On May 26, the Mayors’ Council on Regional Transportation approved a new investment plan to keep TransLink’s finances stable through 2024 – but it means raising property taxes in the region by about $3 a household in 2023.
Raising taxes a concern for large and small communities
The Mayors’ Council approved the plan for Metro Vancouver’s transportation system unanimously, though Burnaby Mayor Mike Hurley and others expressed concerns approving a property tax increase would set a precedent.
“I will hold my nose and support the plan, which is a good plan overall – but from the property tax perspective it’s disappointing that, once again, we’re being forced to dip into this thing,” Hurley said.
“We really need to get together with the provincial government to find another way to have really reliable funding moving forward … I know it’s only $3 on average, but still, its still setting that precedent and expectation that, in the future, similar things will happen.”
Mayors of small villages also expressed concerns.
Lions Bay Mayor Ron McLaughlin reluctantly voted for the plan, after saying the smallest communities are paying the most tax but are least served by transit.
“I gotta tell you that the Lions Bay community really doesn’t give a rat’s ass about the Surrey to Langley SkyTrain,” McLaughlin said.
How TransLink is responding to pandemic revenue hit
TransLink’s revenue has taken a major hit since the pandemic slashed ridership and fare revenue plummeted. Fuel tax revenue is also falling faster than expected, as zero-emission vehicles become more common.
The new investment plan focuses on stabilizing TransLink’s finances as well as finding money for major planned expansion projects.
The plan will maintain current transit services and reduce the time buses are stuck in traffic.
It also provides the region’s share of funding to the Surrey Langley SkyTrain and includes funds for public washrooms at six transit hubs.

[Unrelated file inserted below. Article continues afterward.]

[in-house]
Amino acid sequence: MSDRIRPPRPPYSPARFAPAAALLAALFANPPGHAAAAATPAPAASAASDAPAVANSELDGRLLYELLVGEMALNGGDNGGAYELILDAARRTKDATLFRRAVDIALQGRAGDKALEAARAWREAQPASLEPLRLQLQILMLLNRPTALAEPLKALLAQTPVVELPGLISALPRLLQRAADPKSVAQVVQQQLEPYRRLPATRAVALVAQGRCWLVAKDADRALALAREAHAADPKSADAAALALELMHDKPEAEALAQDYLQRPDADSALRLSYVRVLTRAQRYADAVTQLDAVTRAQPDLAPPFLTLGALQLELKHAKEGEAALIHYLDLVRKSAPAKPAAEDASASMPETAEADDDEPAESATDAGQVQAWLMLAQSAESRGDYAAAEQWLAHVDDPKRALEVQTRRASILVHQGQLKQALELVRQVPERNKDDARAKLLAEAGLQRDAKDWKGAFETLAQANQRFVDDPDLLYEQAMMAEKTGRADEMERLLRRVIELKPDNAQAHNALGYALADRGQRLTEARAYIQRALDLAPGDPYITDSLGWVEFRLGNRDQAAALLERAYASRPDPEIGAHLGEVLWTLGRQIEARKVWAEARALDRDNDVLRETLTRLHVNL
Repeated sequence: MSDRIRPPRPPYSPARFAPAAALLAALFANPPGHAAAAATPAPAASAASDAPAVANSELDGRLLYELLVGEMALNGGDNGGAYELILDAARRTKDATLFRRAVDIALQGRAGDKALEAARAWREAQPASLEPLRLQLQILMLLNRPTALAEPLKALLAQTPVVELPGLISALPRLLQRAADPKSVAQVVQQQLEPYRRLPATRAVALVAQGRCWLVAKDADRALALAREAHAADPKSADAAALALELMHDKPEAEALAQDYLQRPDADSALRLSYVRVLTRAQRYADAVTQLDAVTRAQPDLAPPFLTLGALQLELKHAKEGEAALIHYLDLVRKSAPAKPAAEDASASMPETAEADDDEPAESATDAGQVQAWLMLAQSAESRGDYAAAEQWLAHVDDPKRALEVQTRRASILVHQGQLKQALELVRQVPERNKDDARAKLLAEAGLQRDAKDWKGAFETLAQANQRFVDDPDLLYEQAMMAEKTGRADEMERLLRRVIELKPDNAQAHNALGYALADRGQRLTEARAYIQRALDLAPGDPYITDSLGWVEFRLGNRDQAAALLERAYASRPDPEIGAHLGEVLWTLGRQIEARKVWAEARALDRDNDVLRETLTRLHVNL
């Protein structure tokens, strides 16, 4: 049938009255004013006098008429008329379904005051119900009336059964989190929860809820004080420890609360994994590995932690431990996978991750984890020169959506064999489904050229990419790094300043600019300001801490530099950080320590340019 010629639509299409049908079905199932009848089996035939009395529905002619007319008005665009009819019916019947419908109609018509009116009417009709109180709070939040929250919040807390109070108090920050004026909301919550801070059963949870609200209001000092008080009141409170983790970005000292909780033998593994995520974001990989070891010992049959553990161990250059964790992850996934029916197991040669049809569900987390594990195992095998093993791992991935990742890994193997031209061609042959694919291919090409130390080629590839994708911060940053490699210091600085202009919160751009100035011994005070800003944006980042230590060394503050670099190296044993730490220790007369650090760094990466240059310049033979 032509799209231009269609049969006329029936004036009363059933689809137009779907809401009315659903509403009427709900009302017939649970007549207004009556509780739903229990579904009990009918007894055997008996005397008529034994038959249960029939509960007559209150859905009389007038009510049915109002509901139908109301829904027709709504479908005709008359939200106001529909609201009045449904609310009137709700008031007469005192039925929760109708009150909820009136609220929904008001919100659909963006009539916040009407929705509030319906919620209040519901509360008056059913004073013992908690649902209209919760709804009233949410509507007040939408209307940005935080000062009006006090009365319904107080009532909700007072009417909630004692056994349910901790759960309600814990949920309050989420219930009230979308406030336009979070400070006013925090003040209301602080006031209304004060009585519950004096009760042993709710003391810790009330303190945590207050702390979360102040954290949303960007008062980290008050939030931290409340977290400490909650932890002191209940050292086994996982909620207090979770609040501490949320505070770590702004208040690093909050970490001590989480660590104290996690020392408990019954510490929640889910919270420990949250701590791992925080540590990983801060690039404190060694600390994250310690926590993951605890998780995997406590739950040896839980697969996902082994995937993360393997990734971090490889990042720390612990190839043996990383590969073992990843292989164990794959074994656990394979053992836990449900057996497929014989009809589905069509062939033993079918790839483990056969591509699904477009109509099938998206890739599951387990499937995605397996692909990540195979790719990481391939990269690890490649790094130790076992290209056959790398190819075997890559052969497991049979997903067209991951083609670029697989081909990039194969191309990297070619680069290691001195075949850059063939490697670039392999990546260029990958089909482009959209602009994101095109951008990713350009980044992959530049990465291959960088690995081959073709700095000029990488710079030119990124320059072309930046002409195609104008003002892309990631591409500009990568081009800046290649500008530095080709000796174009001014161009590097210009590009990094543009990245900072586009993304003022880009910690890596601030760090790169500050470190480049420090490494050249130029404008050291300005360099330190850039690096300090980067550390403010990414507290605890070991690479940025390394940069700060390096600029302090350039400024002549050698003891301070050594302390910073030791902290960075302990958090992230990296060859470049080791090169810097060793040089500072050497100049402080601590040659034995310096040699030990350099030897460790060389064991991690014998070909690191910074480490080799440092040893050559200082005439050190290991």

Fares will increase annually by 2.3 per cent through 2024 to keep up with inflation, then by 2 per cent from 2025 to 2031 which TransLink’s CEO Kevin Quinn said is lower than previously planned.
The plan includes funding for more than 300 new battery-electric buses over the next three years, and funding for renewable natural gas buses and critical charging infrastructure, which Quinn said will reduce emissions by 37 per cent by the year 2030.
Other funding will include $52 million from non-taxation sources, like advertising, real estate and carbon credits.
Since 2020, the federal and provincial governments have provided TransLink more than $850 million in emergency operating relief to maintain transit service throughout the pandemic and for recovery.
The state of TransLink in 2022
While TransLink is back to 70 per cent of pre-pandemic ridership, Coun. Craig Cameron of West Vancouver said it still leaves “a pretty big hole in our revenue projections.”
Quinn responded that TransLink is looking for “creative funding sources” with the federal and provincial governments to raise funds from non-taxation sources, considering the affordability and climate crises in the region.
Quinn reiterated Metro Vancouver is in an “astonishingly good position” when it comes to regional transportation.
“I don’t know of any other transportation agency in North America that is able to announce a three-year stabilization plan,” Quinn said, noting that work still needs to be done.
Potentials for new TransLink revenue
New Westminster Mayor Jonathan Cote, chair of the Mayors’ Council told the NOW last week new revenue sources could include revisiting the sales tax, mobility pricing or a vehicle levy.
He said, while there isn’t a silver bullet that would solve all TransLink’s financial challenges, there are also opportunities from new developments to pay for transit expansion.
“We know when the region invests in significant transit, it usually leads to significant new development, which is great because we want more people to live and work near transit,” he said.